When weighing up the best surface for a new driveway, a resin-bound or resin-bonded driveway may vie for your attention, alongside other finishes such as gravel driveway. But what’s the difference between a resin-bound driveway and a resin-bonded driveway? And what factors should be considered before making your final decision?
A resin-bonded driveway is laid on a concrete or tarmac base. This base is coated with a resin mix, then scattered with gravel or stone before it sets to give the appearance of a traditional gravel driveway.
It’s notoriously difficult to lay, and if not done correctly or laid in the wrong weather conditions, it can result in a poor and patchy finish. Resin-bonded driveways are not permeable, so rainwater sits on the driveway. That means it can also get dirty quickly and need extra maintenance. Cracking and dips are commonplace in resin-bonded driveways, especially where the base surface is inadequate. What’s more, due to the iron oxide in the aggregate, rust patches may start to appear.
Resin-bonded driveways are often considered when a homeowner wants to achieve the look of a beautiful gravel driveway, but has concerns about gravel migration, rutting and instability. A Gravelrings gravel grid system overcomes these issues, however, creating consistent and stable gravel coverage. Laying a gravel driveway avoids the installation issues associated with resin-bonded driveways, with a perfect finish much simpler to achieve.
A resin-bound driveway is different from a resin-bonded driveway. In a resin-bound driveway, the resin is applied to both sides of the stone. With this method, the gravel stays set, and a smooth finish is achieved, like a screed. Its porous finish, unlike that of non-porous resin-bonded finishes, allows for water drainage. That means it stays cleaner and rust-free.
A resin-bound driveway may be considered by homeowners looking for a low maintenance driveway with good drainage properties. It’s a more expensive choice than resin-bonded, and complexities with installation can produce problems in the future if not done correctly. A traditional, loose gravel driveway creates a superior result with good drainage properties, especially when prepared with a suitable stabilising geotextile membrane and Gravelrings gravel retention system. See how these homeowners transformed their properties with gravel driveways laid using Beauxfort Gravelrings.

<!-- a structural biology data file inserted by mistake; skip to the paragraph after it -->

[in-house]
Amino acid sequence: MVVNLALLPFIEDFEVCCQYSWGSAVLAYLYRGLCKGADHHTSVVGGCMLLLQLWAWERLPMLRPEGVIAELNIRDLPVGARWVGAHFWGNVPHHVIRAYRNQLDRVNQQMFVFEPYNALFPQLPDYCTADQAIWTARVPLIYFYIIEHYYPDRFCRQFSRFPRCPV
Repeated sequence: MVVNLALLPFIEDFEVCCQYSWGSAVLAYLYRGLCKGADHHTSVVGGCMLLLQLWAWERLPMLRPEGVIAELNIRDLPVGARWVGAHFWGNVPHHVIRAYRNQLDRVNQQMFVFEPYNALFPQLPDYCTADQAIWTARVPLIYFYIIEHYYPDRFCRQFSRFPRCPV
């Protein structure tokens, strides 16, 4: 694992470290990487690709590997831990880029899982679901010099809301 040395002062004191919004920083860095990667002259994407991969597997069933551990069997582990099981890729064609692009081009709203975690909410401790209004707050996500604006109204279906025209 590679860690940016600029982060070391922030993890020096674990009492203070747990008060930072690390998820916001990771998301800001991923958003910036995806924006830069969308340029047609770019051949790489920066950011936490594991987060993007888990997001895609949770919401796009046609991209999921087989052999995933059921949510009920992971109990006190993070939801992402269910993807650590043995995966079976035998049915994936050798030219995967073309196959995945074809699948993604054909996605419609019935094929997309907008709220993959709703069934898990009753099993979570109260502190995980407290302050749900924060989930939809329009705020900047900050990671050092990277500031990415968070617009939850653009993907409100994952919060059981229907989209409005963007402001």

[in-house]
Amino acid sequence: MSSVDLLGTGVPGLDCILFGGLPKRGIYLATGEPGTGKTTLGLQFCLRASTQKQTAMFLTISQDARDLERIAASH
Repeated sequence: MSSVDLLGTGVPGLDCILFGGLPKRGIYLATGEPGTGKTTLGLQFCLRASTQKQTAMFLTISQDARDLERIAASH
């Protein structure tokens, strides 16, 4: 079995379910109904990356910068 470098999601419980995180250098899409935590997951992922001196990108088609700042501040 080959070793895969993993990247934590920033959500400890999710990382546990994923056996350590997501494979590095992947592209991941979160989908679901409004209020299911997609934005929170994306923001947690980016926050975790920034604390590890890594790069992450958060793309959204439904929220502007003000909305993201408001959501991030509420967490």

What’s the best driveway surface?
While there are pros and cons to a gravel driveway, it’s undoubtedly the finish associated with high-end homes. Resin-bonded and resin-bound driveways attempt to emulate the look of a loose gravel driveway, but poor drainage, the challenges of creating an excellent finish, and ongoing maintenance requirements make them a risky choice. While the properties of resin-bound driveways are better than those of resin-bonded driveways, they do not offer the same look and feel of a true gravel driveway, the low maintenance benefits or the satisfying crunch of stone under tyres as you arrive home.
Achieve the perfect gravel driveway with the Beauxfort Gravelrings system. Check out our website www.beauxfort.com for more information about the Beauxfort landscape systems and design inspiration, and to download the Beauxfort Distinctive Landscape Systems brochure and request a free sample. Or talk to our friendly team about your project by contacting us on 0330 055 2599 or email@example.com.